• Daishin

          Muni_lover, I take your challenge. How to improve MUNI? The very first and most important thing is to put a proposition on the next ballot to force the SFMTA to re-negotiate all contracts with the existing MUNI unions (drivers, mechanics, station attendants, fare inspectors, janitors), drawing down wages and creating a merit pay system like any other efficient business. This would save at least $200,000.00 a year perhaps more. The mayor and the Board of Supervisors are unwilling to even begin this process because they are pawns of the unions. The second major change would be to replace the existing MUNI station entrances in the subway system to keep people from physically jumping over barriers similar to NYC. The third major change would be issuing fare deduction passes to MUNI patrons which is a faster and more accurate payment system. I could go on and on. Is that more helpful?

          • Daishin, I actually agree with you in that the unions probably have too much power. But you realize what a joke you’re laying out here? Shave $200K off a $129 million deficit, and you’re left with … $128,800,000. I’m stuck on that point, and it makes my brain hurt too much to begin pondering your others.

        • Daishin

          I mispoke, as George Bush used to say so frequently. Please add a couple of 00s to the amount I suggested above for the MUNI employees to be docked. Actually if it were possible, I’d like to see them work for nothing for a few years to make up for the terrible service we’ve received over the last 20 years. But I imagine that would set a bad example for future little MUNI workers.

        • muni_lover

          Daishin, you have some concrete suggestions and I’m pleasantly surprised as you usually have only empty rhetoric. While I agree that the contracts should be renegotiated for merit based pay, I dont see that happening for fare inspectors. The only way I see a merit based system applied to them is by measuring the number of citations they write a day; it wouldnt be the number of people they check or whatever. Unfortunately for your suggestion, we have a pesky little thing called the Constitution which protects us from police officers issuing a quota of citations. Give a fare inspector a merit based pay scale dependant on the number of citations and you get the wild west with fare inspectors dealing out citations like card shark dealers. The other two suggestions you must have gotten from the meetings you attended because they both have been ok’d for a while now; one is called Translink and they are moving there quickly over the past few years….the other is the new gates they’ve already reported that they’re switching over to. NIce try though. I appreciate your trying to be more concrete as this is exactly what this forum really deserves.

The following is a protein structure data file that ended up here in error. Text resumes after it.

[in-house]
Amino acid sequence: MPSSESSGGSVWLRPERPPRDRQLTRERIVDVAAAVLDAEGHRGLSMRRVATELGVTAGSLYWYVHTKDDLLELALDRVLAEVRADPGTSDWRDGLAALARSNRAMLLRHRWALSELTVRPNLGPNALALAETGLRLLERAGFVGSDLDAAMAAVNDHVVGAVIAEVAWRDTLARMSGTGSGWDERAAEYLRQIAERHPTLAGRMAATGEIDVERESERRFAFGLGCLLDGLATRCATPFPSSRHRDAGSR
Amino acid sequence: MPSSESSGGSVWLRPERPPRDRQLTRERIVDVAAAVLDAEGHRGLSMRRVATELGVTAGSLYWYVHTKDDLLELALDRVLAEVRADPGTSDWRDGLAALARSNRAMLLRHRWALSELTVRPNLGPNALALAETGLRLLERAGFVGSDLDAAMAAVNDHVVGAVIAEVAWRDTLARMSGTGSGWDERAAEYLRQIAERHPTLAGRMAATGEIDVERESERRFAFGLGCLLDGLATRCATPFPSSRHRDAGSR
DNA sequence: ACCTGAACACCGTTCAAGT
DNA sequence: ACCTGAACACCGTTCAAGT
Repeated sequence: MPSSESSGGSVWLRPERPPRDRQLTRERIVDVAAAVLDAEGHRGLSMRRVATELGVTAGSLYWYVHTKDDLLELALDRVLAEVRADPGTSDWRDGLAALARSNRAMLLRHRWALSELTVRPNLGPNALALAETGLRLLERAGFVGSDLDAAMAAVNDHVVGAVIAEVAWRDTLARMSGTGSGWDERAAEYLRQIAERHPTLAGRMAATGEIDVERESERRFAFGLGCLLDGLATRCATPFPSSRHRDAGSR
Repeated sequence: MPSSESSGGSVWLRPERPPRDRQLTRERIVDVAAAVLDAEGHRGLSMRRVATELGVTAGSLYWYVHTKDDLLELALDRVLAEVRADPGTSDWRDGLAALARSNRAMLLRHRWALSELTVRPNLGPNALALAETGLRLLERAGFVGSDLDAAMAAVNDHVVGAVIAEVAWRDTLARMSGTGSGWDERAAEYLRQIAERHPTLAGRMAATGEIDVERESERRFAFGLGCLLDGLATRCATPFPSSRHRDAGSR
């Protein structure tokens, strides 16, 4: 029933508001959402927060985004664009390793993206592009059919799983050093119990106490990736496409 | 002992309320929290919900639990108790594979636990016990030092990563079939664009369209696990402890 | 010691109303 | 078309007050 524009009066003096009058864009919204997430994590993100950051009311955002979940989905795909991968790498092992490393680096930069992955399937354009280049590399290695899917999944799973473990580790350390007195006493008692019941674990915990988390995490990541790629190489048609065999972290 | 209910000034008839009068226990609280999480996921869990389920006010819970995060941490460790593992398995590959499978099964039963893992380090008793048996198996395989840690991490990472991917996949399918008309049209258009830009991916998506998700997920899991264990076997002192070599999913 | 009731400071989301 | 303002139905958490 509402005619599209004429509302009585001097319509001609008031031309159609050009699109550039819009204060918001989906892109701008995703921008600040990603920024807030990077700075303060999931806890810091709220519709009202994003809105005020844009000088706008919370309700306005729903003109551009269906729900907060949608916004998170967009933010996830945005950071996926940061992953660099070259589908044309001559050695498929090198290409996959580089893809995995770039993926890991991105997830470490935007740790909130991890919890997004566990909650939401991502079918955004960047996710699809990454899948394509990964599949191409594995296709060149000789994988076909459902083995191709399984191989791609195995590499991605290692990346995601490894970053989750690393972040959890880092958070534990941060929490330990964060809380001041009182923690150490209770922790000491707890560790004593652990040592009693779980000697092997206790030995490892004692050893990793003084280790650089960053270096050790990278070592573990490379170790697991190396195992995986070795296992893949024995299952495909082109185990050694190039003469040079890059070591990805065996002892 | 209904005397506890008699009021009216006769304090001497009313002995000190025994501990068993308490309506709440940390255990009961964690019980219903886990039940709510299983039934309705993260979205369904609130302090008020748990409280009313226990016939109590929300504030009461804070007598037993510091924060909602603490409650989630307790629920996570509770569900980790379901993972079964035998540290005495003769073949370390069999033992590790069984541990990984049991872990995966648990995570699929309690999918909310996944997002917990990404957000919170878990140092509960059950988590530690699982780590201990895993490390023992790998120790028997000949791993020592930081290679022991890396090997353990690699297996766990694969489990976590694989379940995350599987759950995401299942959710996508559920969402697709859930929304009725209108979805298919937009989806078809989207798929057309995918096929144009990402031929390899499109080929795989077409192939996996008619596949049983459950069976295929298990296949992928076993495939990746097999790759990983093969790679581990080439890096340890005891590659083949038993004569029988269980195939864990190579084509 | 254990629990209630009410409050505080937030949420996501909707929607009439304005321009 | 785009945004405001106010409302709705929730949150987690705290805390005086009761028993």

My CAPTCHA is Therefore repulse

      • As someone who sat through meeting after meeting after meeting of various boards and city councils, trust me, where to put bus stops and what routes to change counts as policy. What do you want them to talk about, Daishin?

    • methinks you are onto something, Noah *puffs pipe*

  • clancy cavnar

    Fare evasion by getting on the back door is a recent problem. In the past, people did transfer scams, such as selling the late night books or glueing the top part of the old transfer to the right-colored bottom. I hardly see these transfer scams anymore since those who want to ride free now hop on the back. I am in favor of fare inspectors and wish to volunteer as an undercover inspector. My fantasies of hopping up in an officious manner and escorting cheats off the bus would come true. I think i might need a taser though. maybe that’s why they travel in groups, confrontations can get ugly.

    • whir